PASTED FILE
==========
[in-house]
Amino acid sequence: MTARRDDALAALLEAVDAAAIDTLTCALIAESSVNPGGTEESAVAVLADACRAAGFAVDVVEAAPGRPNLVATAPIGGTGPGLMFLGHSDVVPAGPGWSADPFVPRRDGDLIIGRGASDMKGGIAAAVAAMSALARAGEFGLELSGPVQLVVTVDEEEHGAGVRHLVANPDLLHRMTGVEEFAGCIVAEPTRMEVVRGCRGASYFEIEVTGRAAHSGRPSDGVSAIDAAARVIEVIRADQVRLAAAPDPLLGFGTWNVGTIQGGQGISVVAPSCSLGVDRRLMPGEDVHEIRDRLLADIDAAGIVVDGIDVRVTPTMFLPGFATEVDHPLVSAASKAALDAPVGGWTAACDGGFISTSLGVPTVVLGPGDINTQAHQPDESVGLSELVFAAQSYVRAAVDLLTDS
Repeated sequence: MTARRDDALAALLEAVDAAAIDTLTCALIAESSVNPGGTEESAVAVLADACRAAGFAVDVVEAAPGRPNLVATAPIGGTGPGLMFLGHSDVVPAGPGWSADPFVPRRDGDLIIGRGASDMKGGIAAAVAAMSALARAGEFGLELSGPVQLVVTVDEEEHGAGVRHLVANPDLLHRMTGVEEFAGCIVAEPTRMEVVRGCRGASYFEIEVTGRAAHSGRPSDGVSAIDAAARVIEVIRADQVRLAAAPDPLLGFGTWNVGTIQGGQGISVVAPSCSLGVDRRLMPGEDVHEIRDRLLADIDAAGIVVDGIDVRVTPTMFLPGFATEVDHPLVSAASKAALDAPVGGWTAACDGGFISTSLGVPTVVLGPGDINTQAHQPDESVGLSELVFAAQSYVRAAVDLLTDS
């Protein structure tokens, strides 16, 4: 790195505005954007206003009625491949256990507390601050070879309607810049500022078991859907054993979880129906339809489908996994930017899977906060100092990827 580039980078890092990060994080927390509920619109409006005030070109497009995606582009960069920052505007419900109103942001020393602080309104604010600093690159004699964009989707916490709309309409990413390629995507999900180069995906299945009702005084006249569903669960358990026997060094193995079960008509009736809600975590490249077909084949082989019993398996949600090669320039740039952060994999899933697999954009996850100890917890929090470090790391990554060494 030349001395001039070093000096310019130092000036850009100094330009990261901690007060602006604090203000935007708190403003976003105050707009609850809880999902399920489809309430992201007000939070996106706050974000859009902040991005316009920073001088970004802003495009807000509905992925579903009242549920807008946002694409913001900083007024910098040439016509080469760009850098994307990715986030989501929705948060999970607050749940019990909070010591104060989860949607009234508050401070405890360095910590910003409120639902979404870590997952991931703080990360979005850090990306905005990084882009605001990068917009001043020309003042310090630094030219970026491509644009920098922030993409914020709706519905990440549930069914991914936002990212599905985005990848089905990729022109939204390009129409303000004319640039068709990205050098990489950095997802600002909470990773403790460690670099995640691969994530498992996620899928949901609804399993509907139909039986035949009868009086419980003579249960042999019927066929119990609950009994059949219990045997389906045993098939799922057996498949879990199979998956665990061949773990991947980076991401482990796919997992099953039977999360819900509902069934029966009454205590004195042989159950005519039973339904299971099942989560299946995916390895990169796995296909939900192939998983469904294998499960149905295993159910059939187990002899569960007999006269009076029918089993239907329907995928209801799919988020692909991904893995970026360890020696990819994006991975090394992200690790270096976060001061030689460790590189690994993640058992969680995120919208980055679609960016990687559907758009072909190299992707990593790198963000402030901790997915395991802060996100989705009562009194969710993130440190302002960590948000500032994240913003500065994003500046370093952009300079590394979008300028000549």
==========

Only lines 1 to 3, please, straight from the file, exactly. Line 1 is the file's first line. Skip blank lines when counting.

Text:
[in-house]
Amino acid sequence: MTARRDDALAALLEAVDAAAIDTLTCALIAESSVNPGGTEESAVAVLADACRAAGFAVDVVEAAPGRPNLVATAPIGGTGPGLMFLGHSDVVPAGPGWSADPFVPRRDGDLIIGRGASDMKGGIAAAVAAMSALARAGEFGLELSGPVQLVVTVDEEEHGAGVRHLVANPDLLHRMTGVEEFAGCIVAEPTRMEVVRGCRGASYFEIEVTGRAAHSGRPSDGVSAIDAAARVIEVIRADQVRLAAAPDPLLGFGTWNVGTIQGGQGISVVAPSCSLGVDRRLMPGEDVHEIRDRLLADIDAAGIVVDGIDVRVTPTMFLPGFATEVDHPLVSAASKAALDAPVGGWTAACDGGFISTSLGVPTVVLGPGDINTQAHQPDESVGLSELVFAAQSYVRAAVDLLTDS
Repeated sequence: MTARRDDALAALLEAVDAAAIDTLTCALIAESSVNPGGTEESAVAVLADACRAAGFAVDVVEAAPGRPNLVATAPIGGTGPGLMFLGHSDVVPAGPGWSADPFVPRRDGDLIIGRGASDMKGGIAAAVAAMSALARAGEFGLELSGPVQLVVTVDEEEHGAGVRHLVANPDLLHRMTGVEEFAGCIVAEPTRMEVVRGCRGASYFEIEVTGRAAHSGRPSDGVSAIDAAARVIEVIRADQVRLAAAPDPLLGFGTWNVGTIQGGQGISVVAPSCSLGVDRRLMPGEDVHEIRDRLLADIDAAGIVVDGIDVRVTPTMFLPGFATEVDHPLVSAASKAALDAPVGGWTAACDGGFISTSLGVPTVVLGPGDINTQAHQPDESVGLSELVFAAQSYVRAAVDLLTDS